It’s not all bad here

The early part of today was unpleasant, I admit. I had a very unpleasant start to the day. But I have to admit that the day ended on a very high note, and my optimism for my life here in Britain has not actually waned.

I had been asked several weeks ago to sit on a panel for a post-US election discussion. I had the opportunity to make a ten minute statement on the election, along with a distinguished international relations expert, plus answering questions from the crowd and it turned out to be great fun. Much to my relief, and somewhat dismay given that this was merely my opinion and not my area of technical expertise, the turnout was good and a lively group of people from all over the world appeared at the event. I had a great time. The forum itself was challenging and a great learning experience for me–I had the opportunity to glean significant new understanding as to the framework used by international policy experts in studying this significant field. And most important to me, given my frustrations earlier in the day, I did not burst into tears or otherwise embarrass myself.

Even better, the event resulted in my having dinner with a truly international couple–she’s from the American midwest (!) and he’s a Brit, and they have lived in both places and thus have a lot of experience with the cultural issues going both ways. I had a fantastic time and stopped to re-evaluate my feelings of “cut-and-run” that plague me whenever I find frustrations here. I hope to hang out with this couple more often–yes it follows my rule of “the most friendly Brits are those that are not truly entrenched here–living in the US and being involved with an American probably do affect perspectives–but it was a very soul-healing experience for me.

Perhaps more importantly, I have a shopping date tomorrow with another friend, a Brit, and my health-club buddy. And I ran into another friend, also a Brit, this evening at the store and made plans to catch up soon. Perhaps it is not as bad as I think in my darkest hours–I have had a reasonably slow start to making friends here, but perhaps at the same time I have really done better than I think in my dark moments. So I head to bed on a reasonably positive note. And for that I am extremely grateful!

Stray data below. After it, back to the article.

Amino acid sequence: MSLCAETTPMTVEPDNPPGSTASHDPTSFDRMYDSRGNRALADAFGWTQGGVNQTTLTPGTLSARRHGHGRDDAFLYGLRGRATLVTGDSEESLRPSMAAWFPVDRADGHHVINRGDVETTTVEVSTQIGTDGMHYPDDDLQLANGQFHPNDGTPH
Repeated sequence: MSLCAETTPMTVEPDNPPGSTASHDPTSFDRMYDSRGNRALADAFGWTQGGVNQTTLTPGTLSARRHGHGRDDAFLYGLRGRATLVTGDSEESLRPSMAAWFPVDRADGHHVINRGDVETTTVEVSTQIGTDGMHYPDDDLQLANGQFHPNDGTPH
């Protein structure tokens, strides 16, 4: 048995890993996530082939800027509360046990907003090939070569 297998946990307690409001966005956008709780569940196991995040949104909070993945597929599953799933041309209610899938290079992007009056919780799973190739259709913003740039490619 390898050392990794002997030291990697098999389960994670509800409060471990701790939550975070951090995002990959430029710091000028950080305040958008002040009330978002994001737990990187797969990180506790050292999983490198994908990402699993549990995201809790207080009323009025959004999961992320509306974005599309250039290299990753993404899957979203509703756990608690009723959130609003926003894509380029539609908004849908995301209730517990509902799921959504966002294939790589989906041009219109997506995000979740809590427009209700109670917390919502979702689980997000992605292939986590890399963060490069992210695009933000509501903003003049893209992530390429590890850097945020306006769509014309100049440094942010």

2 responses to “It’s not all bad here

  1. Yay! (Do they say that in England, I wonder?)

    Glad to know that I am in a bit of the world that merits an exclamation mark (can’t remember what you call those).

    I do think that homesickness can linger for a long time. And I agree with Almost American, that it is easy to blame everything on the new location, whereas in fact life is just mixes wherever you are. But it’s true too that you are more vulnerable when far from ‘home’.

    You have yourself a good week-end.

  2. Glad to hear that you were feeling better by the end of the day! Hope the weekend is turning out to be fun.

    You know, there have been books and books written about culture shock and it sounds as though that’s what you’re going through. People often assume that it’s something that only happens when you’re dealing with a really ‘foreign’ culture – but just because the language is (mostly) the same in no way diminishes the potential for culture shock when moving between the US and the UK. Sometimes it even makes it worse!

    Another mistake people often make is in thinking that you only feel culture shock when you first arrive and that you get over it. It’s more of a roller coaster than most people understand – especially those who’ve never gone through it. For some people it doesn’t hit right away and when it hits later they don’t understand that’s what it is. Often it goes away, only to come back when something in your life is not going well, or when you encounter some new difference . . . Knowing what’s happening helps a little, but still doesn’t always make it go away!

    I find it does help to have people I can talk to who’ve been through the same experience – sounds like you’ve found some.

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